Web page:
The collapse of peace talks this week between the Contra rebels and the Sandinista regime to end the 6-year civil war in Nicaragua is disappointing, but not surprising. The Sandinistas have nothing to lose by playing hardball.

Failure of the negotiations is blamed by the U.S. on refusal of the Sandinistas to implement democratic reforms. No new meetings are scheduled and the 60-day temporary cease-fire elapsed 10 days ago. However, neither side appears anxious to resume fighting.One Contra leader says he will ask the U.S. to resume military aid for the rebels, but the chances of that are remote. House Speaker Jim Wright, D-Texas, said the question of renewed aid can be taken up "some other time" - which is an evasive way of saying "never."

When Congress cut off military aid to the Contras - over the objections of the Reagan administration - it left the rebels with little bargaining power. The subsequent peace talks under the plan proposed by Costa Rica offered little to the Contras except a chance to surrender.

The Sandinistas made some gestures of reform, including allowing certain newspapers and radio stations to resume operation, and the release of political prisoners.

But those moves may have been more for appearance than anything else. The Marxist government reportedly has since harassed political opponents and has refused to make any significant democratic reforms.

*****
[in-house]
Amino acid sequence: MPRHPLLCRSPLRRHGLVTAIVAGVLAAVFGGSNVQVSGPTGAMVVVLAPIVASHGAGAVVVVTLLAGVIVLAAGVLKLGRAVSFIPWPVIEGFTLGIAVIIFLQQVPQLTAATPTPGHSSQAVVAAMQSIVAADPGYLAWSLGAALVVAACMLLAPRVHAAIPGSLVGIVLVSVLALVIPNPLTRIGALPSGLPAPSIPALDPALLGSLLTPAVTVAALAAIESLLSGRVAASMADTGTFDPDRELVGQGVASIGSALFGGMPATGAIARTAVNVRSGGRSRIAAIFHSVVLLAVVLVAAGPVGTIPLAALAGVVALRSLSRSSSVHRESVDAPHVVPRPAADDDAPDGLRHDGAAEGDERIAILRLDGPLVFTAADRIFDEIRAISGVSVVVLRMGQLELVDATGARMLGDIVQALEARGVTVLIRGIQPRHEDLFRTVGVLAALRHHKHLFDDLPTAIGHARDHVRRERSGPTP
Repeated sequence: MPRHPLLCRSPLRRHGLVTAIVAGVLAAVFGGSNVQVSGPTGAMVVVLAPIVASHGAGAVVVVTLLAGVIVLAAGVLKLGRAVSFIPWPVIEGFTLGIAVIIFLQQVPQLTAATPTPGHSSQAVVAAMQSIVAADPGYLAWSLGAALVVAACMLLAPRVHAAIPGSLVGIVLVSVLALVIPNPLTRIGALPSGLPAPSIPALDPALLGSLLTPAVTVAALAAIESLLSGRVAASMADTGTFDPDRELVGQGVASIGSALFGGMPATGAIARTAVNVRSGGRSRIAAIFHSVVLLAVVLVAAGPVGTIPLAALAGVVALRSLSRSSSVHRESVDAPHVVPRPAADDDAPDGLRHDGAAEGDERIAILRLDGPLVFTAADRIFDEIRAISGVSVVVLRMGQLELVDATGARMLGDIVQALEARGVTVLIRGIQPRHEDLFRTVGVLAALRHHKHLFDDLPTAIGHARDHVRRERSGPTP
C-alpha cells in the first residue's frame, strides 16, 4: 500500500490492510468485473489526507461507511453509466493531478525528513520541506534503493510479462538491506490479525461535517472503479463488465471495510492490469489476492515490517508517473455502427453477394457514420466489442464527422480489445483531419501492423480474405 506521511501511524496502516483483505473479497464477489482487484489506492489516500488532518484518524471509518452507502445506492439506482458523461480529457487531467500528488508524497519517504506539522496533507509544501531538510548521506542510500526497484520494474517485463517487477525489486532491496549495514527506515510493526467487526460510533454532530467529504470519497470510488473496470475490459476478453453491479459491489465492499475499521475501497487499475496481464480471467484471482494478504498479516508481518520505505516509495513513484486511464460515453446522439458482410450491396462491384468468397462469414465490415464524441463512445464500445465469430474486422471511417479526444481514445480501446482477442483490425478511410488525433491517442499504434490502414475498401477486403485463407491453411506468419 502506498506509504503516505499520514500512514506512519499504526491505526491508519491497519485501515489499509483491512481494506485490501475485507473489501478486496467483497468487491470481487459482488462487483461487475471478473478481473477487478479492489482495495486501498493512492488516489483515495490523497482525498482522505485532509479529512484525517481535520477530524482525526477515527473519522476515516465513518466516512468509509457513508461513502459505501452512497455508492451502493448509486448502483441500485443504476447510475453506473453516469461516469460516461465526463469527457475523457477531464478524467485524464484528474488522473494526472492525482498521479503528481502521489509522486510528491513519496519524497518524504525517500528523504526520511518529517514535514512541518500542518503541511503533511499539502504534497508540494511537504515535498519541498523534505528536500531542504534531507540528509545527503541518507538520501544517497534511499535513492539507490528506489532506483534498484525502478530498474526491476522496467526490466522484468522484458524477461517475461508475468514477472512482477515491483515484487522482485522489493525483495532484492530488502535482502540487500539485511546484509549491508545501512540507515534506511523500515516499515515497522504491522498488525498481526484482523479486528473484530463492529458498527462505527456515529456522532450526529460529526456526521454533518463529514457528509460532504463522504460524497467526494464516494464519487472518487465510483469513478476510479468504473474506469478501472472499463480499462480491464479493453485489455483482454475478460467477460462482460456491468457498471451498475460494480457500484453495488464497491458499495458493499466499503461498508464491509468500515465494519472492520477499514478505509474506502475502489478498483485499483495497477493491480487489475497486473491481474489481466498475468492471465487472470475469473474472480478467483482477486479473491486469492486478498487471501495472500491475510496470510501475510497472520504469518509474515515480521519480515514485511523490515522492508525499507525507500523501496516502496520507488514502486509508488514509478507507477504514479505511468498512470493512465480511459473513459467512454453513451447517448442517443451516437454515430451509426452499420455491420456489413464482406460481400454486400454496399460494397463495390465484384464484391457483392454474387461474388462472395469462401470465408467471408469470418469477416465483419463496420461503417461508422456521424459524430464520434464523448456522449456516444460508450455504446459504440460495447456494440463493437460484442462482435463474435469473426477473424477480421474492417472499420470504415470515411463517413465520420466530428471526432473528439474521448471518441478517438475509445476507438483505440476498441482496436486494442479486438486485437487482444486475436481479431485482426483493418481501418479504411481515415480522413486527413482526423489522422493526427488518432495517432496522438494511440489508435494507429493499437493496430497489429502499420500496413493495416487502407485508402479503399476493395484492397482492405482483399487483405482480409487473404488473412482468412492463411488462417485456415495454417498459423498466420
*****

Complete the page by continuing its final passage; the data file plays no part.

The Sandinistas have time on their side. They clearly don't want to resume fighting, but the Contras, with no military help from the U.S., are in no condition to wage war anyway.

The best option, of course, is to try to make the negotiations work, somehow. Yet the Contra leadership is divided on this question. Instead of a clearly-defined end, the civil war may just fade away with a few final sputters.

The defeat of the Contras, either at the bargaining table or simply through the disappearance of their ability to resist, becomes more obvious each passing week. Elimination of military aid made that inevitable.

Peace has come to Nicaragua, but it is a peace that leaves the Marxist government in full command - without being forced to make any of the democratic reforms that outsiders say they wanted.